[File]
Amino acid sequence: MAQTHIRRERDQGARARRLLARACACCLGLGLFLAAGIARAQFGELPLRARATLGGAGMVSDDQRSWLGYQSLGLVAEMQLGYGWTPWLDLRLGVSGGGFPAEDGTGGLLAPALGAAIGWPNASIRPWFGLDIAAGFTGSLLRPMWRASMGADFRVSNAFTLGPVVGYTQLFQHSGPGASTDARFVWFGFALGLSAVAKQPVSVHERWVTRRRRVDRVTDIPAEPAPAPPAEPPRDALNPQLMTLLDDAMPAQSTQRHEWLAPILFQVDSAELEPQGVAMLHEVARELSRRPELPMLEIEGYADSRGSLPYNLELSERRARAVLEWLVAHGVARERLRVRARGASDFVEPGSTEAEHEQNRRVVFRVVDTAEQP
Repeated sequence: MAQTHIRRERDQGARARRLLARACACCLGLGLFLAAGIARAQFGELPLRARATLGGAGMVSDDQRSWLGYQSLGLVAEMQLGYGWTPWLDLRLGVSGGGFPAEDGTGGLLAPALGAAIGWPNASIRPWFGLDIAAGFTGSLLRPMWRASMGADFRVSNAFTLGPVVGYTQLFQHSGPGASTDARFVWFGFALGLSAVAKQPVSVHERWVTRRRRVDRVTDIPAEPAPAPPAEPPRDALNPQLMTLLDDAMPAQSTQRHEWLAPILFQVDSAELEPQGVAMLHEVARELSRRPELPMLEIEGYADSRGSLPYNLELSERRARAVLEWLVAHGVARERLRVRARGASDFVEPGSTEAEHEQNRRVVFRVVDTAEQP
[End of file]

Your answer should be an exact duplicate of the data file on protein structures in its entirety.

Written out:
Amino acid sequence: MAQTHIRRERDQGARARRLLARACACCLGLGLFLAAGIARAQFGELPLRARATLGGAGMVSDDQRSWLGYQSLGLVAEMQLGYGWTPWLDLRLGVSGGGFPAEDGTGGLLAPALGAAIGWPNASIRPWFGLDIAAGFTGSLLRPMWRASMGADFRVSNAFTLGPVVGYTQLFQHSGPGASTDARFVWFGFALGLSAVAKQPVSVHERWVTRRRRVDRVTDIPAEPAPAPPAEPPRDALNPQLMTLLDDAMPAQSTQRHEWLAPILFQVDSAELEPQGVAMLHEVARELSRRPELPMLEIEGYADSRGSLPYNLELSERRARAVLEWLVAHGVARERLRVRARGASDFVEPGSTEAEHEQNRRVVFRVVDTAEQP
Repeated sequence: MAQTHIRRERDQGARARRLLARACACCLGLGLFLAAGIARAQFGELPLRARATLGGAGMVSDDQRSWLGYQSLGLVAEMQLGYGWTPWLDLRLGVSGGGFPAEDGTGGLLAPALGAAIGWPNASIRPWFGLDIAAGFTGSLLRPMWRASMGADFRVSNAFTLGPVVGYTQLFQHSGPGASTDARFVWFGFALGLSAVAKQPVSVHERWVTRRRRVDRVTDIPAEPAPAPPAEPPRDALNPQLMTLLDDAMPAQSTQRHEWLAPILFQVDSAELEPQGVAMLHEVARELSRRPELPMLEIEGYADSRGSLPYNLELSERRARAVLEWLVAHGVARERLRVRARGASDFVEPGSTEAEHEQNRRVVFRVVDTAEQP